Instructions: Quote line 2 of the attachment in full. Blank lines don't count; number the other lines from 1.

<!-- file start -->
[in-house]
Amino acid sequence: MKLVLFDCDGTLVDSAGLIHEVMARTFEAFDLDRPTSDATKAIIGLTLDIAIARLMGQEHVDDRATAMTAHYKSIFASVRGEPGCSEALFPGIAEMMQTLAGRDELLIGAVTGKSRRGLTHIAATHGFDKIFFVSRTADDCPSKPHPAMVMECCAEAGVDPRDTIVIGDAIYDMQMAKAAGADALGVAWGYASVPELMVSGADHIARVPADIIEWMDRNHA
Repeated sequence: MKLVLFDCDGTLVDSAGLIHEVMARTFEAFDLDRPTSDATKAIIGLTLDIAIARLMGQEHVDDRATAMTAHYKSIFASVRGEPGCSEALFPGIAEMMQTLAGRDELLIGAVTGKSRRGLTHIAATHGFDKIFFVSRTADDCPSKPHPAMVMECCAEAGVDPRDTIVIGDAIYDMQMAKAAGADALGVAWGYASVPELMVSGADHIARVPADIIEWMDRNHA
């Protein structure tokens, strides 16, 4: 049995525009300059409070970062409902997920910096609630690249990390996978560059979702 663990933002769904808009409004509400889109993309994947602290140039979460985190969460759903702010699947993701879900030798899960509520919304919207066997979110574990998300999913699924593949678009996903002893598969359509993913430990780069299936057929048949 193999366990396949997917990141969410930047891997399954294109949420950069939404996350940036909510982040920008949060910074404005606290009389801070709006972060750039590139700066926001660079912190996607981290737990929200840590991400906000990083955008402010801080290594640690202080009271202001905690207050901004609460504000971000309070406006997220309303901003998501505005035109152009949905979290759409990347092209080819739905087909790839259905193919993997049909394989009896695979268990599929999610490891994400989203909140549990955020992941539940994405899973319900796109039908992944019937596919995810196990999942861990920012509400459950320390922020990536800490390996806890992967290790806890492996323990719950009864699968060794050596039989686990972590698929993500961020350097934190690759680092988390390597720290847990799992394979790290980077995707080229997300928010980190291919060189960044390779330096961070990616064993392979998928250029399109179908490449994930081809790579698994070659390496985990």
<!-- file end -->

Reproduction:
Amino acid sequence: MKLVLFDCDGTLVDSAGLIHEVMARTFEAFDLDRPTSDATKAIIGLTLDIAIARLMGQEHVDDRATAMTAHYKSIFASVRGEPGCSEALFPGIAEMMQTLAGRDELLIGAVTGKSRRGLTHIAATHGFDKIFFVSRTADDCPSKPHPAMVMECCAEAGVDPRDTIVIGDAIYDMQMAKAAGADALGVAWGYASVPELMVSGADHIARVPADIIEWMDRNHA